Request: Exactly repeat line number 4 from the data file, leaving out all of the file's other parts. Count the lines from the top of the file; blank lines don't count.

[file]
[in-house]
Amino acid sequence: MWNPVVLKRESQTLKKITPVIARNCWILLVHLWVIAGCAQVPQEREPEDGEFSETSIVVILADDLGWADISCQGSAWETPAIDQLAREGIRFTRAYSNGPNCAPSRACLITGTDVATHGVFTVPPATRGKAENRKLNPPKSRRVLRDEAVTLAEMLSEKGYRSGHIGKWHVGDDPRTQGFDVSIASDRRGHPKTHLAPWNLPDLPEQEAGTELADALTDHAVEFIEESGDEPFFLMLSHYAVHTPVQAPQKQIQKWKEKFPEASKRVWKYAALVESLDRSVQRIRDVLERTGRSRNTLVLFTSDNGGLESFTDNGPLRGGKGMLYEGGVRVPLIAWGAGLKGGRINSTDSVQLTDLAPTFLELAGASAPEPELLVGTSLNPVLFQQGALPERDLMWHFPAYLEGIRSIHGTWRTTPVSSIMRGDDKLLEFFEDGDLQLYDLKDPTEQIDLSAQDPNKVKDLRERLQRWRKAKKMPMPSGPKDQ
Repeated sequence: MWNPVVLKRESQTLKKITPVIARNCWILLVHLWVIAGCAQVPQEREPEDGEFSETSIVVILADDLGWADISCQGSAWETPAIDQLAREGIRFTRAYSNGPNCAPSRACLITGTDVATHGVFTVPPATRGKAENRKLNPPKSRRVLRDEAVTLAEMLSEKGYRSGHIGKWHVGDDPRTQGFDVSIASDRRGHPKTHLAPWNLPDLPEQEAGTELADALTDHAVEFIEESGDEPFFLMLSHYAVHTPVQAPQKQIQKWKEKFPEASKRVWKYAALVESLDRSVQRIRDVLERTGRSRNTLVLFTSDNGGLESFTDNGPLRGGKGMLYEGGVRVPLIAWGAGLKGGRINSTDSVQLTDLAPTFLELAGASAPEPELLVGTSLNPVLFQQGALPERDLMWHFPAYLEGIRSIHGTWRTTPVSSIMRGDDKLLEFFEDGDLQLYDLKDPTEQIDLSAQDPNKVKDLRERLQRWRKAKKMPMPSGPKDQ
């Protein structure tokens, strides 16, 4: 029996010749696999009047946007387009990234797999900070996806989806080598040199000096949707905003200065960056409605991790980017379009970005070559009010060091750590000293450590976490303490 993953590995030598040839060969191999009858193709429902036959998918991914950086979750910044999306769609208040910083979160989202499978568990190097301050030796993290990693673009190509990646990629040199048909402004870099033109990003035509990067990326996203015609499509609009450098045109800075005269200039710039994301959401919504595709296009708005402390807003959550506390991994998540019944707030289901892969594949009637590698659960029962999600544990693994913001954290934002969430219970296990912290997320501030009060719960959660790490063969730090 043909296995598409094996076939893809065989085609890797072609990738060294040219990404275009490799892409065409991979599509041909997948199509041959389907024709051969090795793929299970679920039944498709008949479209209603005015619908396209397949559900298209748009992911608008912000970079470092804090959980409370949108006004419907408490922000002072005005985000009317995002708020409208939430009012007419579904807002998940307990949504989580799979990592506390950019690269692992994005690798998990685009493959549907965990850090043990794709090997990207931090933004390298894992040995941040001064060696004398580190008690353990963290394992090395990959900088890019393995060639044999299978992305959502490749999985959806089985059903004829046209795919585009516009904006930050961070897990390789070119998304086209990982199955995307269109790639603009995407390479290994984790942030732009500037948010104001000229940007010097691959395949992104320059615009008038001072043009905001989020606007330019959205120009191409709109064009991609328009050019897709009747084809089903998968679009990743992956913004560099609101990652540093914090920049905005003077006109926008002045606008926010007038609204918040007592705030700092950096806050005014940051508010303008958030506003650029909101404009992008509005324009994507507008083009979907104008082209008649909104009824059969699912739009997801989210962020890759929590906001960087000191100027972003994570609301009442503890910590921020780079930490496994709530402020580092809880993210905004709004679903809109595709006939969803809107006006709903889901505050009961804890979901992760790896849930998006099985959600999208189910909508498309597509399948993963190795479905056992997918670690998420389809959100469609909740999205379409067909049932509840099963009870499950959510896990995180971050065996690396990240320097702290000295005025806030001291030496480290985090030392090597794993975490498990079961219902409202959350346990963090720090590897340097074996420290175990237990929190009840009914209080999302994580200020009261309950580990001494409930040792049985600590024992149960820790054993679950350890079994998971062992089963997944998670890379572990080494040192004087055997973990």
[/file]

């Protein structure tokens, strides 16, 4: 029996010749696999009047946007387009990234797999900070996806989806080598040199000096949707905003200065960056409605991790980017379009970005070559009010060091750590000293450590976490303490 993953590995030598040839060969191999009858193709429902036959998918991914950086979750910044999306769609208040910083979160989202499978568990190097301050030796993290990693673009190509990646990629040199048909402004870099033109990003035509990067990326996203015609499509609009450098045109800075005269200039710039994301959401919504595709296009708005402390807003959550506390991994998540019944707030289901892969594949009637590698659960029962999600544990693994913001954290934002969430219970296990912290997320501030009060719960959660790490063969730090 043909296995598409094996076939893809065989085609890797072609990738060294040219990404275009490799892409065409991979599509041909997948199509041959389907024709051969090795793929299970679920039944498709008949479209209603005015619908396209397949559900298209748009992911608008912000970079470092804090959980409370949108006004419907408490922000002072005005985000009317995002708020409208939430009012007419579904807002998940307990949504989580799979990592506390950019690269692992994005690798998990685009493959549907965990850090043990794709090997990207931090933004390298894992040995941040001064060696004398580190008690353990963290394992090395990959900088890019393995060639044999299978992305959502490749999985959806089985059903004829046209795919585009516009904006930050961070897990390789070119998304086209990982199955995307269109790639603009995407390479290994984790942030732009500037948010104001000229940007010097691959395949992104320059615009008038001072043009905001989020606007330019959205120009191409709109064009991609328009050019897709009747084809089903998968679009990743992956913004560099609101990652540093914090920049905005003077006109926008002045606008926010007038609204918040007592705030700092950096806050005014940051508010303008958030506003650029909101404009992008509005324009994507507008083009979907104008082209008649909104009824059969699912739009997801989210962020890759929590906001960087000191100027972003994570609301009442503890910590921020780079930490496994709530402020580092809880993210905004709004679903809109595709006939969803809107006006709903889901505050009961804890979901992760790896849930998006099985959600999208189910909508498309597509399948993963190795479905056992997918670690998420389809959100469609909740999205379409067909049932509840099963009870499950959510896990995180971050065996690396990240320097702290000295005025806030001291030496480290985090030392090597794993975490498990079961219902409202959350346990963090720090590897340097074996420290175990237990929190009840009914209080999302994580200020009261309950580990001494409930040792049985600590024992149960820790054993679950350890079994998971062992089963997944998670890379572990080494040192004087055997973990």